Behind a float pumping out reggae beats through the streets of Westminster, thousands marched to demand justice following the still-unexplained death of Stockwell-born rapper and DJ Smiley Culture while police raided his flat on 15 March.
Smiley Culture died of a single stab wound to the heart during a police search of his house. Officers who mounted the early morning raid claim that Smiley stabbed himself to death when alone in his kitchen as he made a cup of tea while they searched the rest of the house.
Family, friends and campaigners are sceptical and have referred the matter to the Independent Police Complaints Commission. For many of them, Smiley Culture's death is just one more of a catalogue of over 400 unexplained deaths in police custody over the past ten years.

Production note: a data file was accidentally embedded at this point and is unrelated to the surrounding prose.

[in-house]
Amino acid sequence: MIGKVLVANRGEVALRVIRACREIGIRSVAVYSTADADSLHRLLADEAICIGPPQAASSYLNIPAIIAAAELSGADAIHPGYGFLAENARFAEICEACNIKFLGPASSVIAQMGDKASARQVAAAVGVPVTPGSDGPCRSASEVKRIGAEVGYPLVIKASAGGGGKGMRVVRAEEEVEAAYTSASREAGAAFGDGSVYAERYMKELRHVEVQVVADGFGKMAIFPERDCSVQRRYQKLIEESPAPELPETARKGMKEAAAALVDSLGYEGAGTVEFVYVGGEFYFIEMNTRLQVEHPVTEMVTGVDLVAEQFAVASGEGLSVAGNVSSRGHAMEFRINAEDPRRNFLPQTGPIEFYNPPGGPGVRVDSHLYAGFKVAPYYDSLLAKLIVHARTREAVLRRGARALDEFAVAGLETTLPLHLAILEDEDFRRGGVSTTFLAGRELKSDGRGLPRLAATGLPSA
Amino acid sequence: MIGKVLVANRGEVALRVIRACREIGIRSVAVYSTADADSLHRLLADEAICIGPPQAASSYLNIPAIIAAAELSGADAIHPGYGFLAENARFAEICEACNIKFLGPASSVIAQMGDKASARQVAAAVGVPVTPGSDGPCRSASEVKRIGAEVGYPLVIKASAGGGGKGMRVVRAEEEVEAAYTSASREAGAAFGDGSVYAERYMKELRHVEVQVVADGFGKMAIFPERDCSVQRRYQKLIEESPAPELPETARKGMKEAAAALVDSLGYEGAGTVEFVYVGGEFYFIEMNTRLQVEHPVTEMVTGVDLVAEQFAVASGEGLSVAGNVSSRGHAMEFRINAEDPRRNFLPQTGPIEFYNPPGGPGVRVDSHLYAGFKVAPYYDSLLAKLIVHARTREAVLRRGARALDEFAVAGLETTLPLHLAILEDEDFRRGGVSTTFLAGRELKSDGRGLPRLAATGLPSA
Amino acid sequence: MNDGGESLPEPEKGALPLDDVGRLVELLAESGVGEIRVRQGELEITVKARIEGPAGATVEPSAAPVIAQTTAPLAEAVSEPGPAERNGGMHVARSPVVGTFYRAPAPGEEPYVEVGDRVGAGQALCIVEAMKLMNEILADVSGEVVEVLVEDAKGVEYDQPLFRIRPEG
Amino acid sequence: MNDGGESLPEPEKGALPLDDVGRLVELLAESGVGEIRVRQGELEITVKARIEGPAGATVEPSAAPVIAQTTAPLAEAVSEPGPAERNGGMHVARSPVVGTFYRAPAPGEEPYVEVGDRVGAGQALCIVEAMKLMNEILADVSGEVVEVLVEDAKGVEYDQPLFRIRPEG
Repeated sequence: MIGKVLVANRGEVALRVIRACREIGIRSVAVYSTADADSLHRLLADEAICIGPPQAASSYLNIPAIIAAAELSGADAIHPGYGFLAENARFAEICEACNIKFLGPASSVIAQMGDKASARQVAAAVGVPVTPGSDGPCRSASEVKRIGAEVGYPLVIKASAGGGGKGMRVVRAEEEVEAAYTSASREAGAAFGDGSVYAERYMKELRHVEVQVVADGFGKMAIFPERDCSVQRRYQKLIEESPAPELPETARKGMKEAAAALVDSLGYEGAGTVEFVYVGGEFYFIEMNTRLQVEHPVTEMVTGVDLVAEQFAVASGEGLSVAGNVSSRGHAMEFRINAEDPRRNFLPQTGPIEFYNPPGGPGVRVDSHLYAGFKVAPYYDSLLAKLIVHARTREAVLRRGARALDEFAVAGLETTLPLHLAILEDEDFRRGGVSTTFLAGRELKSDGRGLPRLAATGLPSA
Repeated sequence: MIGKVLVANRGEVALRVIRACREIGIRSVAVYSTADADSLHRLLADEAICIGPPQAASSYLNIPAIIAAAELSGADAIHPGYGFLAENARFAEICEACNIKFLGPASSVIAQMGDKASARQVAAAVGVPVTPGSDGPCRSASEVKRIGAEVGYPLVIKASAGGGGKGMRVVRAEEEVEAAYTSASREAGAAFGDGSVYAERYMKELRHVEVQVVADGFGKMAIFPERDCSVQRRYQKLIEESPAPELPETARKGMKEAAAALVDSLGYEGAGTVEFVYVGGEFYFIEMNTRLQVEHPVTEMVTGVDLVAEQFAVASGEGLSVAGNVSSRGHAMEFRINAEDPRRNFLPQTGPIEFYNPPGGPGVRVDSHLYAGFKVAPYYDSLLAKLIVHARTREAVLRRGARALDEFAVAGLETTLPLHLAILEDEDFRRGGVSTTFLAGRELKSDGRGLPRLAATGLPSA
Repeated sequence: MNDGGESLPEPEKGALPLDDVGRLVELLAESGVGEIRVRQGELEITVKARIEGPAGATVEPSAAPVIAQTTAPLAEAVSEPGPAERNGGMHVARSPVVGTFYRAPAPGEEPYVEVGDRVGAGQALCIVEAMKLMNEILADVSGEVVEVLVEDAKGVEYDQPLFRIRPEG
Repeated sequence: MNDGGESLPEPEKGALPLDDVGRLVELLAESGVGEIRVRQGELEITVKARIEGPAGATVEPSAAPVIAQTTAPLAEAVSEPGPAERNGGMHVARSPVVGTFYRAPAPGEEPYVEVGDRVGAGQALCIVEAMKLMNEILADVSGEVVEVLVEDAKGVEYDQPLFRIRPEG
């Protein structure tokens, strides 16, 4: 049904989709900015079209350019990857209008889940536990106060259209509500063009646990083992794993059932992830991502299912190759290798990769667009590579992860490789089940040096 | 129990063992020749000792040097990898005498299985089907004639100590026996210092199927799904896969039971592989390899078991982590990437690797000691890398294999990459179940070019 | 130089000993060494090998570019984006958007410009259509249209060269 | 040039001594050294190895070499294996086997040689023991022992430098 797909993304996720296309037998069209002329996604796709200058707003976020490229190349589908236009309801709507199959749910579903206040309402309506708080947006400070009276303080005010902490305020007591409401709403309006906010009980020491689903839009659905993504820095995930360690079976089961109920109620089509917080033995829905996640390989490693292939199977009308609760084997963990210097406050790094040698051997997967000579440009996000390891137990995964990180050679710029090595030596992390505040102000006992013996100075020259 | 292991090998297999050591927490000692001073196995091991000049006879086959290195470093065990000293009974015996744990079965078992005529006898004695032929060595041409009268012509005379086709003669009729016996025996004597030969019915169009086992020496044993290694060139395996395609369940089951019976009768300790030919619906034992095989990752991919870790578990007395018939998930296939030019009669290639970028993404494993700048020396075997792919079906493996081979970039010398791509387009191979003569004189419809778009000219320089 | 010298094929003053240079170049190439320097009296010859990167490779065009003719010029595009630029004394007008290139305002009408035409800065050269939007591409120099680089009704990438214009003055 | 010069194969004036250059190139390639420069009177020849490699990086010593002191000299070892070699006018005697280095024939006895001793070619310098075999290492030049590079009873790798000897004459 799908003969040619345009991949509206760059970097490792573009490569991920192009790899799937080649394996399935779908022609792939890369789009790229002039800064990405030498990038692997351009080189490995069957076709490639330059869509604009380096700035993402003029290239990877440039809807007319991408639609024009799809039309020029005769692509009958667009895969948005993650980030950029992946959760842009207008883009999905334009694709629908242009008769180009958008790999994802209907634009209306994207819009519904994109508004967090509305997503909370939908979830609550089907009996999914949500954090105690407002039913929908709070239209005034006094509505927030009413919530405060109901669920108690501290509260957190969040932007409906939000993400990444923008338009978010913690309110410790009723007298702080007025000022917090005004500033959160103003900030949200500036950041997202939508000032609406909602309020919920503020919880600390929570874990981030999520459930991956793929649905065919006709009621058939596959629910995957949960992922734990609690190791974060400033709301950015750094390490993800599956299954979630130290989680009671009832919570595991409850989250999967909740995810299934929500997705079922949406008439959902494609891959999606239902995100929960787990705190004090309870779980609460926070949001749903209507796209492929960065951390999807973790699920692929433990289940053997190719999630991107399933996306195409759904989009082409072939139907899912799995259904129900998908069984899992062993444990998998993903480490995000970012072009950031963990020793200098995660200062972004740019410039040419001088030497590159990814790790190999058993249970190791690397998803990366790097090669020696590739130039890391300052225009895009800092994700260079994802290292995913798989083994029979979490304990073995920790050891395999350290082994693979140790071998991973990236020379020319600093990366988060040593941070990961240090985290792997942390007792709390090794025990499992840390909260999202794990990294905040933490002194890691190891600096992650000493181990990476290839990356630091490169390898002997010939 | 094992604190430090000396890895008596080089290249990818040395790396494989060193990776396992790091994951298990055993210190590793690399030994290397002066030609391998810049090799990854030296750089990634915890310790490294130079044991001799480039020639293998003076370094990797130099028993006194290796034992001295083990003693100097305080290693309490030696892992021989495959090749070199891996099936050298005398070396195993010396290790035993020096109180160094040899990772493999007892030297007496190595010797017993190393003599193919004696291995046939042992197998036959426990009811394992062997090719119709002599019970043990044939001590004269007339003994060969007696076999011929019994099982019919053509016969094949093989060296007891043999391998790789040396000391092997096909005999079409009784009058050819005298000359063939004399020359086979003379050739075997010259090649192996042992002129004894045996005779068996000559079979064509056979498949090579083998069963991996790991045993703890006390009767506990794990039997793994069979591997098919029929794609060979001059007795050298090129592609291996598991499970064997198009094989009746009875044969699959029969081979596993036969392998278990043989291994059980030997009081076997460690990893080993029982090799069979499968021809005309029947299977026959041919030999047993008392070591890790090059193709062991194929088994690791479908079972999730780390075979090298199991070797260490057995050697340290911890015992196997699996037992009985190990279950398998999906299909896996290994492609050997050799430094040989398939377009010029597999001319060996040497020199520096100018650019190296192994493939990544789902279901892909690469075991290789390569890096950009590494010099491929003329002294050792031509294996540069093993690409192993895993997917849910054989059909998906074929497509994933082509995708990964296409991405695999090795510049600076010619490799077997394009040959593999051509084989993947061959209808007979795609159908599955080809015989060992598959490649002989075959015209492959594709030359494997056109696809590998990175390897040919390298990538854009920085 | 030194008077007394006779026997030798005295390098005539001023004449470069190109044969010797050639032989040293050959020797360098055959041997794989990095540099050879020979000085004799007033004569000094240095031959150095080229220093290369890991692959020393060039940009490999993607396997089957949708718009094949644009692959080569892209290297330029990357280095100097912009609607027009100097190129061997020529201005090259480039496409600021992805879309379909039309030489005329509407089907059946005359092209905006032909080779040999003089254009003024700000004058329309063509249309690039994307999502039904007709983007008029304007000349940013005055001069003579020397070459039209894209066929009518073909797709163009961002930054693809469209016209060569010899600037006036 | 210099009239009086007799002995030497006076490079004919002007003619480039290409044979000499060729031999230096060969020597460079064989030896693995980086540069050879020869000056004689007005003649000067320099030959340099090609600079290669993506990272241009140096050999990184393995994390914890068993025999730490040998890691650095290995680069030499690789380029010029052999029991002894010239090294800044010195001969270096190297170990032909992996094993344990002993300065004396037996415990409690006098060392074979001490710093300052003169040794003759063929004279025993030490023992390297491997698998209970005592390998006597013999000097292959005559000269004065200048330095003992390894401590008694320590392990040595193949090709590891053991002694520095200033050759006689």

As one of the chants on the march pointed out: "400 dead – nothing said". Family campaigns such as those for Sean Rigg, who died in custody at Brixton police station in 2008, were also on the march, and the names of Ian Tomlinson, who died after being punched by police on the G20 demonstration in 2009, and Jean Charles de Menezes, shot by police at Stockwell tube station in 2005, cropped up again and again. No police officer has ever been convicted for any of these deaths.
Smiley's advocates were out in force on Saturday to demand a public inquiry, joined by left and anti-racist groups and other supporters, marching from Wandsworth Road in Vauxhall through Parliament Square to Scotland Yard, where the demonstration was addressed by Smiley Culture's nephew Merlin Emmanuel and Lee Jasper among others.
The demand continues to be: who killed Smiley Culture? And when will the Met be brought to account for the deaths of Londoners in police custody?